LONDON--While I watched back home in London the momentous events in Egypt last Friday, my Blackberry pinged.
The message seemed to sum up the whole story.
It started this way:
"Subject: It's done....
Dear Mr. Palkot,
While we have met before, I don't think that you know my name. I am the orthopedist that examined you in Al- Demerdash.
I hope that you are now in good health and that that terrible ordeal is history. Because tonight is a night for history......"
Following the attack on cameraman Olaf Wiig and myself, we were brought to the Al-Demerdash Hospital in Cairo where we were treated by doctors, including this man, Al-Moataz Bellah Youssef.
During our time there, the young man said little about the political upheaval but asked for my card with my e-mail address. Now I know why.
In the next passage he described his emotions surrounding the regime's fall and makes reference to January 25th, the first day of the uprising against the government:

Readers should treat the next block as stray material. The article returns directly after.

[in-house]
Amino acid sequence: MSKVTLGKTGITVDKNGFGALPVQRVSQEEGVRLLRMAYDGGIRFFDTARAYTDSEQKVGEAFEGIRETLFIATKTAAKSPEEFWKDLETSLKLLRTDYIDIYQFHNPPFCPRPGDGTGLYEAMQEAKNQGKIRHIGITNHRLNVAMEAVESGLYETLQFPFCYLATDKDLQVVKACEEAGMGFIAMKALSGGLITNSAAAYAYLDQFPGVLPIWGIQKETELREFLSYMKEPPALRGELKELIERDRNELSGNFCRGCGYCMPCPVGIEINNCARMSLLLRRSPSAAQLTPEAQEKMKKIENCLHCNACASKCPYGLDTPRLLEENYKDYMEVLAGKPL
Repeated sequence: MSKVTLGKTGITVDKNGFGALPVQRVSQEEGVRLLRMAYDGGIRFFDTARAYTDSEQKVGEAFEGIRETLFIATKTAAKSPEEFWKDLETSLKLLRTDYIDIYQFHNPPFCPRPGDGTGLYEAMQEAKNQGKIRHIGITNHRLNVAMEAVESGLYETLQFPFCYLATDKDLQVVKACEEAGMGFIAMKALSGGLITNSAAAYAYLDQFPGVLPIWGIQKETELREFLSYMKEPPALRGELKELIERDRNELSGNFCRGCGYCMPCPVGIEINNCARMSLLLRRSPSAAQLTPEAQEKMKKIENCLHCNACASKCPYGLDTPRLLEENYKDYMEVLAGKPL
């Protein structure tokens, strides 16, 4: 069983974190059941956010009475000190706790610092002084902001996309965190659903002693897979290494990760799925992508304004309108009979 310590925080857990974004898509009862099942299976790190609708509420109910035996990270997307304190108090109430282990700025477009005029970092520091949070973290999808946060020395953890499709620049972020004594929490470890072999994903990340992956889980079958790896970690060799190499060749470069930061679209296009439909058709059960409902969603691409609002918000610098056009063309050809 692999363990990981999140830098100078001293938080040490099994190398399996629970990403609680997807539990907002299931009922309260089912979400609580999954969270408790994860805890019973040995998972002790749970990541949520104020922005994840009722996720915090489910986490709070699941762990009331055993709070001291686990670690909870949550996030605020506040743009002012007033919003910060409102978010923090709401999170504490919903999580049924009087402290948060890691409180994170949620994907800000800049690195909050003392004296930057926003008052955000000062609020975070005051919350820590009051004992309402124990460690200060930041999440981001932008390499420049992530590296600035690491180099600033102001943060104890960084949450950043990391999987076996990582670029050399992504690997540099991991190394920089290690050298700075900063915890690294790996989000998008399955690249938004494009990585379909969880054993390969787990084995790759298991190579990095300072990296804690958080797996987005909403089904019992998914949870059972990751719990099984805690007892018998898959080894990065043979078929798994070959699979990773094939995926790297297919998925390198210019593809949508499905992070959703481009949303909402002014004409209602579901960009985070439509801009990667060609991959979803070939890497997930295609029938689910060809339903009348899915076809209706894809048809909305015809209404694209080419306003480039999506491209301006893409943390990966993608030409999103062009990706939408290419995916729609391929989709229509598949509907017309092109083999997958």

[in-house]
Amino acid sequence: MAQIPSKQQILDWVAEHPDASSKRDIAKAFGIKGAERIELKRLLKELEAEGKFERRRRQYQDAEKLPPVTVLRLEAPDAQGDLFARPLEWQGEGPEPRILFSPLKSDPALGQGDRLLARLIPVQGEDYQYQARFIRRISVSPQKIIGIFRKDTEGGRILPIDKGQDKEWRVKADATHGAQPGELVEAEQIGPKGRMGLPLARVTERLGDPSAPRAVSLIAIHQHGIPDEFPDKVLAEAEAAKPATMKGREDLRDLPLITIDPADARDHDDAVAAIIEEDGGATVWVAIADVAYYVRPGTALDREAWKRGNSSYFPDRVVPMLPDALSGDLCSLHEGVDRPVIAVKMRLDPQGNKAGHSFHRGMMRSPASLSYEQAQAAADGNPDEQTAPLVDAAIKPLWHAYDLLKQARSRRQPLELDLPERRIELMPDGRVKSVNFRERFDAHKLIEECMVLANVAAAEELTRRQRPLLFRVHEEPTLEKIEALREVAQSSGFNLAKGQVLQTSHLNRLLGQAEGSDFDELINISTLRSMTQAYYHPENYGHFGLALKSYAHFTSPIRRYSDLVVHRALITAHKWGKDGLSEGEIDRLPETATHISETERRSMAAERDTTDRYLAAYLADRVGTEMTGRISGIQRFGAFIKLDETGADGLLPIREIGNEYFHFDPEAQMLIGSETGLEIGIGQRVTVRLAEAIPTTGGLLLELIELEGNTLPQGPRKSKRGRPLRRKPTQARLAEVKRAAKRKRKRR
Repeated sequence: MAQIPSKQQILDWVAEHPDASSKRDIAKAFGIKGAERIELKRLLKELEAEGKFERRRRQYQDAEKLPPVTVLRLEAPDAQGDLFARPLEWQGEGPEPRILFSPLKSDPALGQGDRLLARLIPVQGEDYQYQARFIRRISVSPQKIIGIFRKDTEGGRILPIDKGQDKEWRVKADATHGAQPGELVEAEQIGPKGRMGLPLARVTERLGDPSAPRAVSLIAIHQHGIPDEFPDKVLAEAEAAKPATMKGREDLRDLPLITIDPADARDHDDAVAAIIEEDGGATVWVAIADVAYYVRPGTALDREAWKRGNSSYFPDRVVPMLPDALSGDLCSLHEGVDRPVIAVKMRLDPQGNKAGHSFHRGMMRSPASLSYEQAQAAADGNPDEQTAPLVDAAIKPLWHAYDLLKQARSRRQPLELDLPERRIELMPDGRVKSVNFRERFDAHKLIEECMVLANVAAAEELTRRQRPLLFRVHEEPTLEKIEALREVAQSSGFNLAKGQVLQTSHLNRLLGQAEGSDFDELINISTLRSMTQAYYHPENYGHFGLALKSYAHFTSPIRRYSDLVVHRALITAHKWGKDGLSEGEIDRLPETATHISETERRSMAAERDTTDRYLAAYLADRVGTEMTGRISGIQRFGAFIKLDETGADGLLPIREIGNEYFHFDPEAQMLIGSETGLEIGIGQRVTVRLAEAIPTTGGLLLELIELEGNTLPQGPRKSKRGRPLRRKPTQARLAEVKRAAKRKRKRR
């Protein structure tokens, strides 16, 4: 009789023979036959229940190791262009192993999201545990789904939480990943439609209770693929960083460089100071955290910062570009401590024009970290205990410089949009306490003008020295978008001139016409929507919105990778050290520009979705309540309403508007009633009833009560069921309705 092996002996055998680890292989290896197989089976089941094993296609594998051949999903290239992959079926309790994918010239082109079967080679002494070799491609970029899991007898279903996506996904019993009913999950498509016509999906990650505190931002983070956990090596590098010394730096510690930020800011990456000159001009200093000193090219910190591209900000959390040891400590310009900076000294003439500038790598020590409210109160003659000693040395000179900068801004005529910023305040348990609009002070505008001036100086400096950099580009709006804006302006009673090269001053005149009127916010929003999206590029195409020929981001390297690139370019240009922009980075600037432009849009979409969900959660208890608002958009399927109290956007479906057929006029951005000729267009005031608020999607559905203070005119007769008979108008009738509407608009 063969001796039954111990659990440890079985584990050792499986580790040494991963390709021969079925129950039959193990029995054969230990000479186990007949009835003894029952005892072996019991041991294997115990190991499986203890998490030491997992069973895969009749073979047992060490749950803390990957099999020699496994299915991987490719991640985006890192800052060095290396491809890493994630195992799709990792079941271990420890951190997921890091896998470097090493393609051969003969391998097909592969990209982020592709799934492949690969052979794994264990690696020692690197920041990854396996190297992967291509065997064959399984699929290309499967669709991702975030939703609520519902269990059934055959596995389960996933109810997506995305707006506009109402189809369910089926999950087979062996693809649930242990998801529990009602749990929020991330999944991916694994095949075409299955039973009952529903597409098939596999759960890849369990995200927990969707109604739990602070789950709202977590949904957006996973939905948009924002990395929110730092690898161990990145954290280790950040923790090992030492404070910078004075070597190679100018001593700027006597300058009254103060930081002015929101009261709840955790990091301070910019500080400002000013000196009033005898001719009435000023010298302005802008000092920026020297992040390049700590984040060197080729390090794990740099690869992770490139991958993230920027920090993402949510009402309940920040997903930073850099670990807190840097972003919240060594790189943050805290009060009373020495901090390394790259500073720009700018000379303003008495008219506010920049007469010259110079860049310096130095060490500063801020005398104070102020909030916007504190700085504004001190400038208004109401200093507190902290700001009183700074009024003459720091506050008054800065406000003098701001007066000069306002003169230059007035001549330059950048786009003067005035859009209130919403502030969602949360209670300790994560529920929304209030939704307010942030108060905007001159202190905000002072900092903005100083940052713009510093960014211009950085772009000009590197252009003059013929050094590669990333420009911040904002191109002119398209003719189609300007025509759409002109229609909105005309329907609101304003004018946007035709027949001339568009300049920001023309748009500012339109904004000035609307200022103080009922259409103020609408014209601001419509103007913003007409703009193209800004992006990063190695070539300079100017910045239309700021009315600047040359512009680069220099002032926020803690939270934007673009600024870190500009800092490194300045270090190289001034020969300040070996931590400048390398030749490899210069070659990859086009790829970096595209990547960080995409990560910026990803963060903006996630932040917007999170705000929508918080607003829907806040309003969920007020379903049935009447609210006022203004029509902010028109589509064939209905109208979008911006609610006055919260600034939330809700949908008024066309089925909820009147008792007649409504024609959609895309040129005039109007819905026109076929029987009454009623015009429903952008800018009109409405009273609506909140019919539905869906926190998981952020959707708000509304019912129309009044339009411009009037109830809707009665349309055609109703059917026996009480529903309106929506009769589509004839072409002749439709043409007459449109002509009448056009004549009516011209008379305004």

"...I can't express my joy and ecstasy about what happened today. I wouldn't have imagined it. I was telling my mother yesterday (that is Thursday, when the rumors were flying that Mubarak will resign) that I expected someone to wake me up and tell me that we are still on the 24th of January.
After the 25th, Egypt never was and never will be the same. We are in a crossroads now, but we have come this far. I think we can clear any obstacle that gets in the way...."
At the hospital we were put under house arrest and then brought to the headquarters of the Secret Police for further "processing."
In the next paragraph, the doctor makes reference to this side of what he calls the "old Egypt":
"...You won't be seeing that old Egypt again. We will end the emergency law, the detention centers, the torture, the police thugs, everything...
Every bad thing that Mubarak did to dig his claws deeper into power will be undone. Just pray for us...."
While we had a taste of the bad people of the Mubarak regime, we met many more of the good people of Egypt, including this young man, who treated us with care and professionalism.
Here's how he closed his message to me:
"...I hope you can return soon.
I hope that I see you again in the new Egypt.
But not in a hospital this time!
Al-Moataz Bellah Youssef"
I hope so too, Moataz.